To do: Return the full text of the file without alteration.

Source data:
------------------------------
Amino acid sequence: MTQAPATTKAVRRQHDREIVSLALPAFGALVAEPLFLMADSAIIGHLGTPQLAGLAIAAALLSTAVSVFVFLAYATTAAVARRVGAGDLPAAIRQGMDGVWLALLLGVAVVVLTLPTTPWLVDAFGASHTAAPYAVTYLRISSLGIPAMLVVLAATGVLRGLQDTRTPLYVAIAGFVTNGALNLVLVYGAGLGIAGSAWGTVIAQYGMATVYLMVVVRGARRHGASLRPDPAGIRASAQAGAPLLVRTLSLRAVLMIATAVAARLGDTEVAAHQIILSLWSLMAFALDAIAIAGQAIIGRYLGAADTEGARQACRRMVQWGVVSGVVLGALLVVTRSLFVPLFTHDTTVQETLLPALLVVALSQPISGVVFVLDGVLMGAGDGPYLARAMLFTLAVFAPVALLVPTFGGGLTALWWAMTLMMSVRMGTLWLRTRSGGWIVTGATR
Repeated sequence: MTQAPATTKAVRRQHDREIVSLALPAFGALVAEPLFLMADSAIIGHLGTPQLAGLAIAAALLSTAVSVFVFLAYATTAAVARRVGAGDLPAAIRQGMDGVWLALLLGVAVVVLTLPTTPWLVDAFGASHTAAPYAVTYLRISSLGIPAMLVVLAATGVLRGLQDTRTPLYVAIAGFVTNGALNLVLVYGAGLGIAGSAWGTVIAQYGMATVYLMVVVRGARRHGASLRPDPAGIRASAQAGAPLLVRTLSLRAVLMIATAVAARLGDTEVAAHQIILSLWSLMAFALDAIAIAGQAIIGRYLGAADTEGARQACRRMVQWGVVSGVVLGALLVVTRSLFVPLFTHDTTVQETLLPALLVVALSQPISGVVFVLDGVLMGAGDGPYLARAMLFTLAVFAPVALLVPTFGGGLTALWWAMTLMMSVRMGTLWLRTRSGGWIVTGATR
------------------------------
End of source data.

Amino acid sequence: MTQAPATTKAVRRQHDREIVSLALPAFGALVAEPLFLMADSAIIGHLGTPQLAGLAIAAALLSTAVSVFVFLAYATTAAVARRVGAGDLPAAIRQGMDGVWLALLLGVAVVVLTLPTTPWLVDAFGASHTAAPYAVTYLRISSLGIPAMLVVLAATGVLRGLQDTRTPLYVAIAGFVTNGALNLVLVYGAGLGIAGSAWGTVIAQYGMATVYLMVVVRGARRHGASLRPDPAGIRASAQAGAPLLVRTLSLRAVLMIATAVAARLGDTEVAAHQIILSLWSLMAFALDAIAIAGQAIIGRYLGAADTEGARQACRRMVQWGVVSGVVLGALLVVTRSLFVPLFTHDTTVQETLLPALLVVALSQPISGVVFVLDGVLMGAGDGPYLARAMLFTLAVFAPVALLVPTFGGGLTALWWAMTLMMSVRMGTLWLRTRSGGWIVTGATR
Repeated sequence: MTQAPATTKAVRRQHDREIVSLALPAFGALVAEPLFLMADSAIIGHLGTPQLAGLAIAAALLSTAVSVFVFLAYATTAAVARRVGAGDLPAAIRQGMDGVWLALLLGVAVVVLTLPTTPWLVDAFGASHTAAPYAVTYLRISSLGIPAMLVVLAATGVLRGLQDTRTPLYVAIAGFVTNGALNLVLVYGAGLGIAGSAWGTVIAQYGMATVYLMVVVRGARRHGASLRPDPAGIRASAQAGAPLLVRTLSLRAVLMIATAVAARLGDTEVAAHQIILSLWSLMAFALDAIAIAGQAIIGRYLGAADTEGARQACRRMVQWGVVSGVVLGALLVVTRSLFVPLFTHDTTVQETLLPALLVVALSQPISGVVFVLDGVLMGAGDGPYLARAMLFTLAVFAPVALLVPTFGGGLTALWWAMTLMMSVRMGTLWLRTRSGGWIVTGATR